Rare is the opportunity to applaud editors on their decisions about who graces the covers of their magazines. Typically we are inundated with page after page of conventional images of beauty and its homogenous definition of thin, young, and flawless (and usually Caucasian). However, it’s important to publicly recognize when magazines bravely step out of that comfort zone and choose to feature women who defy this standard but are every bit as beautiful. Recently, Elle Quebec magazine featured on its cover model Justine LeGault who, for many in the fashion industry, is considered “plus size.” Perhaps what is most encouraging (though not surprising) is the amount of positive feedback both LeGault and Elle Quebec have received after the issue was released in May. Says LeGault, “The fact that I only got positive feedback about my Elle cover truly makes me happy. It seems people aren’t so shocked anymore to see curves in the medias [sic]. This is great news!”
Thankfully, LeGault was not the first “plus size” model to grace the covers of major magazines. The Vogue Italia cover featuring Tara Lynn, Candice Huffine, and Robyn Lawley (Ralph Lauren’s first “plus size” model) also dared to bust stereotypes in June 2011, while Plus Model Magazine’s photos and statistics in January 2012 chose to boldly address the issue of weight in the modeling/fashion industry, highlighting several damning statistics.
V Magazine even released an entire issue in January 2010 entitled “Curves Ahead,” further embracing the much needed departure from the norm.
Magazine spreads such as these have recently inspired Jennie Runk (H&M’s newest swimwear model) to speak about her experiences as a model and what she believes is needed in the fashion industry: “Our bodies are built to be naturally different sizes. To denote any of these body types negatively is only hurting all of us…”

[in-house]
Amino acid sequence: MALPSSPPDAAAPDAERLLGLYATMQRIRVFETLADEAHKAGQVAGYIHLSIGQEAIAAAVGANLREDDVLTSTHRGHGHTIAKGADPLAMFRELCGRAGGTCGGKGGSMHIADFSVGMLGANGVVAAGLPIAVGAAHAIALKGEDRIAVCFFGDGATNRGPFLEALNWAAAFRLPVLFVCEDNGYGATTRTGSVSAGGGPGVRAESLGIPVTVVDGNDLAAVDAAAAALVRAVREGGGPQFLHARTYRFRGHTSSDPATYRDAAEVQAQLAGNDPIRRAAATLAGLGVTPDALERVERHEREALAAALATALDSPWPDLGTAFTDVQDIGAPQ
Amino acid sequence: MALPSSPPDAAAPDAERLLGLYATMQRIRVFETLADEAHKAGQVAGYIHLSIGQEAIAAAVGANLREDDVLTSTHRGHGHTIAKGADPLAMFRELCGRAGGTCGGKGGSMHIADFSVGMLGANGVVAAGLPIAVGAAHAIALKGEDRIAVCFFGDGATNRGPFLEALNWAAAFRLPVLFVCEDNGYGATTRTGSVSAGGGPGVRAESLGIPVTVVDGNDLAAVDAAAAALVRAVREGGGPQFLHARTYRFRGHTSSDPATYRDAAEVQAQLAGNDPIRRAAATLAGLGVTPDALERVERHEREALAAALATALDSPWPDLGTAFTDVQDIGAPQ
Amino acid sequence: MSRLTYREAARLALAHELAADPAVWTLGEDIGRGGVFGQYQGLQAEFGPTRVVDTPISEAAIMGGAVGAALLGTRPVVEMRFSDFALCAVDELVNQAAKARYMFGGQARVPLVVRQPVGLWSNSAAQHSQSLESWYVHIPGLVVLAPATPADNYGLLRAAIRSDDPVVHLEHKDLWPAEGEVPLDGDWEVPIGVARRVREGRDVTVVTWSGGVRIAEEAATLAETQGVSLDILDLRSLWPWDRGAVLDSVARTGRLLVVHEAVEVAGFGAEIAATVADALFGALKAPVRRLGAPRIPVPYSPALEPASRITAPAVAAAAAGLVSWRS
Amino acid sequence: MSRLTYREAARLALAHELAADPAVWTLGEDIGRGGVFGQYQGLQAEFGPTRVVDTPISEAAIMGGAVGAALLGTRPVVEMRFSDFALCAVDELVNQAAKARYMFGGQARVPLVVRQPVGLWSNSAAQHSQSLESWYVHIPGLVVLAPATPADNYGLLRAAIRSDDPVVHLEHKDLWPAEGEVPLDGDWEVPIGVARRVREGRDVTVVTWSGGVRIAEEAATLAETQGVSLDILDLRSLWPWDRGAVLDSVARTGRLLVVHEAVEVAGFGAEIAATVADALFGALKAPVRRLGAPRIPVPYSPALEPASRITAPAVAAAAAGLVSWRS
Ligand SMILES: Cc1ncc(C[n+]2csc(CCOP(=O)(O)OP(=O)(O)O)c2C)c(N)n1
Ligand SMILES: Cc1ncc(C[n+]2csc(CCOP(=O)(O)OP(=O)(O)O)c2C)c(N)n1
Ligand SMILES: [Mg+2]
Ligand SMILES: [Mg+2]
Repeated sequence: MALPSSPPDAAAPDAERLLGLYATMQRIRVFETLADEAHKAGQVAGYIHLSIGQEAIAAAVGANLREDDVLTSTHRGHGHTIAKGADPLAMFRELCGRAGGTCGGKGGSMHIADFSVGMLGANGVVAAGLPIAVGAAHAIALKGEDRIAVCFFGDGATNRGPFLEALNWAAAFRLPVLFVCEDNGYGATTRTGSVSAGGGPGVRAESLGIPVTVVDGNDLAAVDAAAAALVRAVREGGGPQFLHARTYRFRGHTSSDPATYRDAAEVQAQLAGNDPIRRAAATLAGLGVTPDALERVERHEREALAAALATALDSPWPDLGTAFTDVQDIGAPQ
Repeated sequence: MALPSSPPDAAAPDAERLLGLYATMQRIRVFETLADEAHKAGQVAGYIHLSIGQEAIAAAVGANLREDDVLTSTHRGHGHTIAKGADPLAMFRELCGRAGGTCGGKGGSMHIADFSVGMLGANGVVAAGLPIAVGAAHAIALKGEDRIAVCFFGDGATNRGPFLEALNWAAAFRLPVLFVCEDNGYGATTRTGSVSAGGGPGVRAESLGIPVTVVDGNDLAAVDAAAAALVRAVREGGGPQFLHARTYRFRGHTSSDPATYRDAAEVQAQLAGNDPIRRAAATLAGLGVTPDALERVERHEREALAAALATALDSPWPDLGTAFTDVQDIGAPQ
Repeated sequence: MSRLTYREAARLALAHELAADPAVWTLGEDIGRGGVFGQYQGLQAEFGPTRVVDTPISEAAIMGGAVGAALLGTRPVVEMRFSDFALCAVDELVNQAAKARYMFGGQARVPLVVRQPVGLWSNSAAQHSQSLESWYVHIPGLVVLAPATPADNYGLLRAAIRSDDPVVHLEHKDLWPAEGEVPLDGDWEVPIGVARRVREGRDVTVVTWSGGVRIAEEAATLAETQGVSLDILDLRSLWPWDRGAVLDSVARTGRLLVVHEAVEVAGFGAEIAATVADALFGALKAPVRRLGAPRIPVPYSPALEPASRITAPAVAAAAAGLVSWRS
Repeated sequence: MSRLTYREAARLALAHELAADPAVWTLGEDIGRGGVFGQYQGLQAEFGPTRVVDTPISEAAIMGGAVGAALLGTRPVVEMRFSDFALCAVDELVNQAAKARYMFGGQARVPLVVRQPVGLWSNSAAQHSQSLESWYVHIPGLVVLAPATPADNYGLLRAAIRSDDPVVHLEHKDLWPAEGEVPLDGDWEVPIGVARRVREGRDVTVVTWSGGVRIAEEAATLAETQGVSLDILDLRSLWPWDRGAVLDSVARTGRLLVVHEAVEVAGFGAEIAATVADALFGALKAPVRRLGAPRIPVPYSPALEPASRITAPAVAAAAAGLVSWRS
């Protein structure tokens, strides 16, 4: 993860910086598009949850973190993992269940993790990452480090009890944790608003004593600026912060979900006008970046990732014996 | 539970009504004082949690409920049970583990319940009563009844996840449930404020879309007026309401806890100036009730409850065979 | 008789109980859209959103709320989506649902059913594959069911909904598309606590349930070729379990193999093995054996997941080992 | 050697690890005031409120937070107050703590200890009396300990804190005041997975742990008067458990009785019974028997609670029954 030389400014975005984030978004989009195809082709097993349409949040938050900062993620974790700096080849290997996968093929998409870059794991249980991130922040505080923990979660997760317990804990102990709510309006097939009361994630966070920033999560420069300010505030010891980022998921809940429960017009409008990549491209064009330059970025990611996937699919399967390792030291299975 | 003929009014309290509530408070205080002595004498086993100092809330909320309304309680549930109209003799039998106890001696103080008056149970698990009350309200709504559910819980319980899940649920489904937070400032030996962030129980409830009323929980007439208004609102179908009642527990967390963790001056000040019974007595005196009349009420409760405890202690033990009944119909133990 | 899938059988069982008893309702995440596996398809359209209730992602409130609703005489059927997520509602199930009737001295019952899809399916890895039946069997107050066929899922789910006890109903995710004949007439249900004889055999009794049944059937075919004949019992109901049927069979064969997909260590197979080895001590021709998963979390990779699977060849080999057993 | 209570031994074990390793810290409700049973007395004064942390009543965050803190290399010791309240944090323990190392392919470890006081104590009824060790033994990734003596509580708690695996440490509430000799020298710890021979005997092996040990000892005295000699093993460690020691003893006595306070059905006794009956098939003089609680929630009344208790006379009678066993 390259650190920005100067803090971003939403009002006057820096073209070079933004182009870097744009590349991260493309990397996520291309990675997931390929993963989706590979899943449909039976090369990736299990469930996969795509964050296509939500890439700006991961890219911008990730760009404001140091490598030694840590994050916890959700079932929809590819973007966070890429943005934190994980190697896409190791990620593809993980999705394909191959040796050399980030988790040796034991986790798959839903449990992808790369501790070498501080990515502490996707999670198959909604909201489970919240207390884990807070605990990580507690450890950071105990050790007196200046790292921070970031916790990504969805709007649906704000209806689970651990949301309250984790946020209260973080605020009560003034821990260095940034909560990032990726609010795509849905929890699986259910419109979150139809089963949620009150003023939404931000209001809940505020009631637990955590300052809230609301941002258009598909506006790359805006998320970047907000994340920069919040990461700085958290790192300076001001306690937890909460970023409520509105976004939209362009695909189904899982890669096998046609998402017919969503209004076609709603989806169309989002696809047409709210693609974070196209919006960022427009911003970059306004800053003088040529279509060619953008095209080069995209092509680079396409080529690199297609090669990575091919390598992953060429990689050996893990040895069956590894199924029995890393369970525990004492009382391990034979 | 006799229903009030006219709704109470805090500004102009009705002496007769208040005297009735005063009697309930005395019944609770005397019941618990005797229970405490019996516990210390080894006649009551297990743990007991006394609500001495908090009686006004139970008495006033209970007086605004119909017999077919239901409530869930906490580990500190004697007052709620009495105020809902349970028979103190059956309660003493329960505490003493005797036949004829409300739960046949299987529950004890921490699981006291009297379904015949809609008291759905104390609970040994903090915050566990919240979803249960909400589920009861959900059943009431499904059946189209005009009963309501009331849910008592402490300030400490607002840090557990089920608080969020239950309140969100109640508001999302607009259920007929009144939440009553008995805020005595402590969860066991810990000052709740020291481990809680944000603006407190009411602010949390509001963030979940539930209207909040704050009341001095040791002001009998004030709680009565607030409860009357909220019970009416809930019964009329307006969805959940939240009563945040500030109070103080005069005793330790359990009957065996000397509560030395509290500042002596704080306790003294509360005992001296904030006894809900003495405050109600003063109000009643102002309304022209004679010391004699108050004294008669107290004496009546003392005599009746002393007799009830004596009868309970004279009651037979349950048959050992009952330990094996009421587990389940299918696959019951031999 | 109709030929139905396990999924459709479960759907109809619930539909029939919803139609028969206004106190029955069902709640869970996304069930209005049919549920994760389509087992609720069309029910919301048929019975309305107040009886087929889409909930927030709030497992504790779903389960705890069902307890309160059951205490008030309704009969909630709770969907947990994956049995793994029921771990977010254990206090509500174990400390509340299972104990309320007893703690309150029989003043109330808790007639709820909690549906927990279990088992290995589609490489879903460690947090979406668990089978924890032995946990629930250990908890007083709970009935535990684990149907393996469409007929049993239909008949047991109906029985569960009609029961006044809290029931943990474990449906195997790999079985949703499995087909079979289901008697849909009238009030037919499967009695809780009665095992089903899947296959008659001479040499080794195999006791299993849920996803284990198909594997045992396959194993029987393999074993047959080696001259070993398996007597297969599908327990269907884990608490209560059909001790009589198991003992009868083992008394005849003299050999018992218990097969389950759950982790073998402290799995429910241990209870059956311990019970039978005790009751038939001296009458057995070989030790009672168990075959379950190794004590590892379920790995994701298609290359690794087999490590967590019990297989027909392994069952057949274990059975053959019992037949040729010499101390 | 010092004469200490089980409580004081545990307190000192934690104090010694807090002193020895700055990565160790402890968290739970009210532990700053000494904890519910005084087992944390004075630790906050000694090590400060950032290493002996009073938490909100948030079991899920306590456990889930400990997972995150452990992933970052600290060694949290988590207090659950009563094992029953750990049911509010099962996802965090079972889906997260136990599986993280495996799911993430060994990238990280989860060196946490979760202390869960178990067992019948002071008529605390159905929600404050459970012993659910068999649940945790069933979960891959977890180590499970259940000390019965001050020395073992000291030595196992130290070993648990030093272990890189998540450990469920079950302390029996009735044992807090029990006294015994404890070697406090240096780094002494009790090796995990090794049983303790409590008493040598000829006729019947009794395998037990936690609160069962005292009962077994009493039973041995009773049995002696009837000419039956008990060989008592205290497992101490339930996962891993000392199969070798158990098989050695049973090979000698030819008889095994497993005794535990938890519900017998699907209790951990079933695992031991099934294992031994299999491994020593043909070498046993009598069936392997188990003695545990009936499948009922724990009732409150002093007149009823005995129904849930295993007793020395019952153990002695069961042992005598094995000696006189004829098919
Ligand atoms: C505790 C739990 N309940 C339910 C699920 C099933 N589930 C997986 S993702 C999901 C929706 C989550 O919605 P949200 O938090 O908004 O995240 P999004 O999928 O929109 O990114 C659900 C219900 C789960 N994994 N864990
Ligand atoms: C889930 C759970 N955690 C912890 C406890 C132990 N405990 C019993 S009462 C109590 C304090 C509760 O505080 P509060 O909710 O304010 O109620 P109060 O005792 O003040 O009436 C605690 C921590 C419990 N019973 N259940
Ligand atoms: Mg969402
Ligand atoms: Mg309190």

And while models like Runk and LeGault are certainly inspirational, it is notable that these women are the exception rather than the rule when it comes to bodies represented in media images. Given the overwhelmingly positive reaction by the public in response to these recent magazine spreads, it seems that a representation of body diversity is increasingly demanded by consumers and even from within the industry itself. So what can you do? Write the magazine editors and clothing distributors. Use your blogs and your social media accounts. Talk with your friends and family to draw positive attention to these kinds of images. Let’s reinforce the idea that bodies come in all shapes and sizes and deserve celebration in every form of media. Perhaps with a loud enough collective voice these types of images will become normative and women like Runk and LeGault will no longer be identified as “plus size” models, but simply “models.”
By: Dr. Christine Peat